24 hours in Minneapolis


In honor of the Minnesota State Fair, here’s a quick guide for the 1/2 of the Twin Cities. Recently on my way back from the east coast, I decided to take an extended layover to visit one of my friends in Minneapolis.  I’d never seen this city in the summer, only when the snow drifts were higher than my head, and I’d always heard about how beautiful the city of a thousand lakes was when the weather was more amenable.

After landing at MSP, I could see why people might say that.  The skies are terrifically blue with lush greenery everywhere and the people are all outside on their bikes, running in the streets.  Minneapolis is known as a cultural blender of a city, and it’s great to see city dwellers of all types enjoying their city.  Love is all around, no need to waste it…

you’re gonna make it after all…

The area around downtown where the Mary Richards statue lives from the Mary Tyler Moore Show (RIP) was under construction, so I didn’t make it this time to throw a beret in the air, but that’s my small tribute to her.

Anyway, the recently re-opened sculpture park outside of the Walker Museum of Art is the perfect place to enjoy a beautiful day.  There are works by Claes Oldenburg and Coojse van Bruggen of the Free Stamp and Shuttlecocks fame you’ve seen on this blog before (Spoonbridge and Cherry), Katarina Fritsch (Hahn/Cock), Robert Indiana (LOVE), Roy Lichtenstein (Salute to Painting), and Deborah Butterfield (Woodrow).


Museum is closed on Monday, don’t ask me how I figured that out.  There’s also miniature golf in this park, and it’s a great place for families.



We headed down to First Avenue, the famed Minneapolis music venue featured in Purple Rain.  It was a pilgrimage of sorts for me, as the majority of all my favorite acts have played in this legendary club during their careers.


Driving through downtown, there’s a lot of construction happening.  I’m guessing they’re trying to finish all of the improvements to the Twin Cities before February, when Super Bowl LII happens in the new US Bank Stadium.


This is an architectural beauty.  I remember the metrodome being a huge eyesore of a stadium, but it’s replacement, this glass house of pigskin is instead a sight for sore eyes.

One of the most interesting features of this city is the network of skyways, indoor covered connections between downtown buildings to protect its citizens from the bitter cold winters.  There’s a path to the stadium from downtown, which should be very helpful (and very crowded) in February.


Apparently, Minneapolis used to be one of the world’s top producers of flour, and there are the remnants of many of these mills still today in the Mill District.  There’s architectural ruins that have been converted to a park, and the other warehouses have been (of course) converted into high end condos as this area has prime real estate on the banks of the Mississippi.


There’s also a Mill City Museum that’s supposed to have cool exhibits and a nice rooftop cafe.


The stone arch pedestrian bridge connects this area with the Marcy-Holmes neighborhood of south Minneapolis.  I had a well curated tasting menu at Alma, a fine dining establishment pretty close to the U of M campus.   The standout with the middle course of a nuanced seafood coconut broth-infused stew.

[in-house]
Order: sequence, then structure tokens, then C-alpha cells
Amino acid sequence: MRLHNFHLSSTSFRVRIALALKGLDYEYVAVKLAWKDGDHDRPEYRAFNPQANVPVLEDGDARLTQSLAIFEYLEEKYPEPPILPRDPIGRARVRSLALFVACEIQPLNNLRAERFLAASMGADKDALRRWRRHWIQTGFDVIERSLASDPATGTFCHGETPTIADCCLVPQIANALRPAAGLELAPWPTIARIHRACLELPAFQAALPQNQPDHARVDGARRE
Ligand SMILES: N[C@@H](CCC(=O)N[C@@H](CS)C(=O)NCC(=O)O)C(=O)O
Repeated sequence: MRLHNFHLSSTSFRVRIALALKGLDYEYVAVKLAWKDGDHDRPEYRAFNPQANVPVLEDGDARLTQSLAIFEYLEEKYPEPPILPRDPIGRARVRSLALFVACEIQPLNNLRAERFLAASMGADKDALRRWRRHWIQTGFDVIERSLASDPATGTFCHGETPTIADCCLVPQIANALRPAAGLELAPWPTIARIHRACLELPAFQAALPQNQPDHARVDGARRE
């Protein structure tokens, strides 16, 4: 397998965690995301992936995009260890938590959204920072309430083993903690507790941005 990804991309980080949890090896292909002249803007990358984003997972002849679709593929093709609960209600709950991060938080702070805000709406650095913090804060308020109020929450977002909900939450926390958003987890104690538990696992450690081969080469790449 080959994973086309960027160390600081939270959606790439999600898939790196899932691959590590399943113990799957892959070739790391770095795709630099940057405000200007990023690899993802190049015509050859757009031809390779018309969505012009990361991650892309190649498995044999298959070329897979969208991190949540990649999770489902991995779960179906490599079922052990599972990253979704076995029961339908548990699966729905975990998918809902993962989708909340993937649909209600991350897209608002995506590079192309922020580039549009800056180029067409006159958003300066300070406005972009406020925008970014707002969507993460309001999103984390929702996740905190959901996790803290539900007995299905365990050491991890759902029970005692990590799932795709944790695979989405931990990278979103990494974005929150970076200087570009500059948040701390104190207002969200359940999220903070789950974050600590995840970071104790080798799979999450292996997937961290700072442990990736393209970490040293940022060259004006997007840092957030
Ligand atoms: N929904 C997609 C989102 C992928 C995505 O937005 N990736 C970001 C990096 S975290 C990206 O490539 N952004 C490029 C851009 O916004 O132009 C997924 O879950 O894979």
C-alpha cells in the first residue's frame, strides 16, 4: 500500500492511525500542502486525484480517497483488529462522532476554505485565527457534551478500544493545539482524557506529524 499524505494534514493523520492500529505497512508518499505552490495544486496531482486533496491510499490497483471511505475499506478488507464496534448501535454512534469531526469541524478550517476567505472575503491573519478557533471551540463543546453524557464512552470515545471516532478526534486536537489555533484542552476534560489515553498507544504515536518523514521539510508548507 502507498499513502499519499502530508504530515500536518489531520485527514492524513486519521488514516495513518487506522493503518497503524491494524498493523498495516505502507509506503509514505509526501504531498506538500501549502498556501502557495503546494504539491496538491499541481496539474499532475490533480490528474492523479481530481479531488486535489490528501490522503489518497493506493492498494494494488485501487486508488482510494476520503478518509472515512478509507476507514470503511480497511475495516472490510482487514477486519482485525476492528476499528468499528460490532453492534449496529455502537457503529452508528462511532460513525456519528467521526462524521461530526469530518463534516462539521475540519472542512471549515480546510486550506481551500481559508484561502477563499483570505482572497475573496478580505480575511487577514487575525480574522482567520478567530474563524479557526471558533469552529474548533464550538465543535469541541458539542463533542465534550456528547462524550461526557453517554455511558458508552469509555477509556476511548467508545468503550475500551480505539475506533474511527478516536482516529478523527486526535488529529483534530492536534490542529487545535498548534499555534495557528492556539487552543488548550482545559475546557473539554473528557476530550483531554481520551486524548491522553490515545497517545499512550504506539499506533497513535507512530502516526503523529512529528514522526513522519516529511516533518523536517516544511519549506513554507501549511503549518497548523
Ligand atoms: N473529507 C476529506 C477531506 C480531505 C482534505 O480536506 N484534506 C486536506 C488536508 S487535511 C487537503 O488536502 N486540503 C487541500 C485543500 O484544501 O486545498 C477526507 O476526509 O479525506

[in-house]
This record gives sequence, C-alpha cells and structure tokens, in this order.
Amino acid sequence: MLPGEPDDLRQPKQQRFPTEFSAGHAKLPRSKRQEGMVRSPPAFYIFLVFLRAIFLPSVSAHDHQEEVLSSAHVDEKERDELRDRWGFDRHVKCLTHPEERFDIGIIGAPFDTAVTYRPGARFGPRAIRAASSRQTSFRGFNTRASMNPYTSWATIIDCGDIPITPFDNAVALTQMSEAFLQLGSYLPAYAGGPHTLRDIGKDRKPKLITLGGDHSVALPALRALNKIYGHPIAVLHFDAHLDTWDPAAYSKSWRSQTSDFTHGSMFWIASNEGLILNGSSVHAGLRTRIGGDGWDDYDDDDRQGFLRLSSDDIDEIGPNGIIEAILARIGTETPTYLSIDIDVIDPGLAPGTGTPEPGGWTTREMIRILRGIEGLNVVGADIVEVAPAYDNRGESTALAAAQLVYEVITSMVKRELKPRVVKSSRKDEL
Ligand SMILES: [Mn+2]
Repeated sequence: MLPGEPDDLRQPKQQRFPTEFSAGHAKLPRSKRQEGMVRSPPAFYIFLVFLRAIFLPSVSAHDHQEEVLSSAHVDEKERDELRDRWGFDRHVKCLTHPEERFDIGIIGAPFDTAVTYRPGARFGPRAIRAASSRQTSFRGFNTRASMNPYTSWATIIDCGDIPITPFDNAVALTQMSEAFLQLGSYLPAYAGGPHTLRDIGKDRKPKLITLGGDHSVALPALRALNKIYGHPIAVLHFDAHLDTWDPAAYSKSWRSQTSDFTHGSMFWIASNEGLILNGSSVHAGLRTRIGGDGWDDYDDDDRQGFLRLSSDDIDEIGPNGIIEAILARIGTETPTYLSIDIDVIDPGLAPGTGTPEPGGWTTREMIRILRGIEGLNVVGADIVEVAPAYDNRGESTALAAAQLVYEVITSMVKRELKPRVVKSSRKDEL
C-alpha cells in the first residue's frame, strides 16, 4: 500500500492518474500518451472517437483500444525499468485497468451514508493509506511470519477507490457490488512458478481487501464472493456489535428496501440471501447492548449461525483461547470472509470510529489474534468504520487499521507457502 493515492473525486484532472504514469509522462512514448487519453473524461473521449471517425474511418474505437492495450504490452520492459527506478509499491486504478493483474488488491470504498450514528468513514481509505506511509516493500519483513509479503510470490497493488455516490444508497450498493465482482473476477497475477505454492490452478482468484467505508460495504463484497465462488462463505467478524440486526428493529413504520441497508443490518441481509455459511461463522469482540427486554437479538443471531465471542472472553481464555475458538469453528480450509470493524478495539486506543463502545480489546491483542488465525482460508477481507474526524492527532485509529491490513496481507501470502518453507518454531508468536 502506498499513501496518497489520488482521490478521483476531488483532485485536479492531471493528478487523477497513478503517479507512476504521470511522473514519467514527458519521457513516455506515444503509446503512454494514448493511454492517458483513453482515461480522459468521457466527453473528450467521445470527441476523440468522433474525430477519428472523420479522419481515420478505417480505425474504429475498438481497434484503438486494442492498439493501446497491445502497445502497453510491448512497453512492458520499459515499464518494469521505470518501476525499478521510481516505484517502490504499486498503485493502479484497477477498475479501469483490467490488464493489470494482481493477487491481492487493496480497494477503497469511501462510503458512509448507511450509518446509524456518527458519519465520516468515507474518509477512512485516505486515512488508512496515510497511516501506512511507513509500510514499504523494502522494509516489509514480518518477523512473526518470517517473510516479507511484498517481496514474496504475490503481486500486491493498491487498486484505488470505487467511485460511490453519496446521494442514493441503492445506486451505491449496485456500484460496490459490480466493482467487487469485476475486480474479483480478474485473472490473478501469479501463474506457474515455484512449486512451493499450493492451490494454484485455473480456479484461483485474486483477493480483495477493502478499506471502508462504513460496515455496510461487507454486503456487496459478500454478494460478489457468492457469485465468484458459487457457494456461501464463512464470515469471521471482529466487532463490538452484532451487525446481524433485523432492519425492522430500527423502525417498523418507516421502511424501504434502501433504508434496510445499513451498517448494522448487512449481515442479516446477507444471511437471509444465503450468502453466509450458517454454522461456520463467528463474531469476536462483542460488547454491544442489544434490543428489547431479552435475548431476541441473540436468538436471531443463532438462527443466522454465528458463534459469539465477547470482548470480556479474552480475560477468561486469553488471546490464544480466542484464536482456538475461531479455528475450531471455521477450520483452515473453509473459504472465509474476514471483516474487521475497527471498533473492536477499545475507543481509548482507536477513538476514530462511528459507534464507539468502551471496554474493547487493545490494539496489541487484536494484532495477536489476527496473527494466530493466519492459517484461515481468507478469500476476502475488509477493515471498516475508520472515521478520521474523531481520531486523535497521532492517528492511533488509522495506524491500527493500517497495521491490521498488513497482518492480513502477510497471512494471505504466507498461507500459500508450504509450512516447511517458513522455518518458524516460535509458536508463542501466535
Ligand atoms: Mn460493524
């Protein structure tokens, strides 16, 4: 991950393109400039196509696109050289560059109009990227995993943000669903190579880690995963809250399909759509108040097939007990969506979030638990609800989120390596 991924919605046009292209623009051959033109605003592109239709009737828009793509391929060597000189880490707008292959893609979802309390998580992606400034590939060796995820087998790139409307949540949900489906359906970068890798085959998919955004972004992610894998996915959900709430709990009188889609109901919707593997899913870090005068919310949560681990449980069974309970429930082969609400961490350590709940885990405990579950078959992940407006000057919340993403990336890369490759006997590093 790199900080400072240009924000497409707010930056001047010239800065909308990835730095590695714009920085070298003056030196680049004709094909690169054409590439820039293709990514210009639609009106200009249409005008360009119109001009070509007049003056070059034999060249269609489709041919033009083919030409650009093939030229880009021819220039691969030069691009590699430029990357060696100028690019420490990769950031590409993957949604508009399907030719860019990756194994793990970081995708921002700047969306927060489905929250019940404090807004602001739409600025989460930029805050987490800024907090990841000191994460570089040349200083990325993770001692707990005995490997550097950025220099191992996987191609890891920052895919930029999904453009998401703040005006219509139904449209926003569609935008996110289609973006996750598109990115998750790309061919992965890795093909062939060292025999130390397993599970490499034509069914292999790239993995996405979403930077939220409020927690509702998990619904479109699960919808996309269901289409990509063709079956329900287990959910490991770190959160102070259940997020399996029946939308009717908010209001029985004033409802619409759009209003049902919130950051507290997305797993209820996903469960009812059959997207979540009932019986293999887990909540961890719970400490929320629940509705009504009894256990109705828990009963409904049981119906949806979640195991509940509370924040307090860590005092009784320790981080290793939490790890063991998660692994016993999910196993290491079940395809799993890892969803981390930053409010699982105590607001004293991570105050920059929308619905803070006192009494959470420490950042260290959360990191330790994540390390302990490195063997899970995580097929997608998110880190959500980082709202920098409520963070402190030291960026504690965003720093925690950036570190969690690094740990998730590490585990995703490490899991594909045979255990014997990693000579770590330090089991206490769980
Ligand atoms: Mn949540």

To start my morning walk around downtown, I stopped for a crepe and a latte at Penny’s Coffee.  This very open instagrammer paradise of a coffee shop is located in the lobby of the 100 Washington office building which lends its echoing, marbled walls to the coolness of the cafe itself.  I had a honey latte and a salted honey crepe, which was the perfect breakfast.


I didn’t have much more time, but I was able to wander around a little downtown, to spot a few landmarks while jamming to the Replacements, one of my favorite bands.  Minneapolis has a rich musical scene, with bands like the ‘Mats (still waiting to run into Paul Westerberg), Husker Du, Semisonic and obviously, the GOAT, Prince Rogers Nelson hailing from there.  Bob Dylan went to the University of Minnesota for a little while and played coffee shops in Dinkytown, which is why they also have a real claim to him here.


I took the Metro from downtown to the Mall of America, as the public transport in this city is very efficient and easy to use.


I know, I know.  But I didn’t get to visit the last time I was here, and I feel like it’s just one of those things you need to see once.  Plus I was able to pick up some Panda Express before taking the metro straight to the airport (so convenient).  I have a weird thing where I eat Panda Express when I’m at malls and airports, so this converged nicely.  This PE was probably the nicest one I’ve ever seen. Plus, the line at Shake Shack was too long.


What’s there to say, it’s a very large mall with a Nickelodeon theme park in the center of it, a Sea Life aquarium, and the usual mall stores found in any shopping area across the country.  It’s definitely a prime example of American consumerism, so I see how it lives up to its name.


I’ll have to reserve the airport thoughts for another post, because MSP is a really nice airport (can you say food truck area?), but I will say they have bomb desserts at Angel Food, the cherry on top of my layover in Minneapolis.


RIP Prince

One thought on “24 hours in Minneapolis

  1. Pingback: Touchdown in Kan-SAS CITY | Traveling docs

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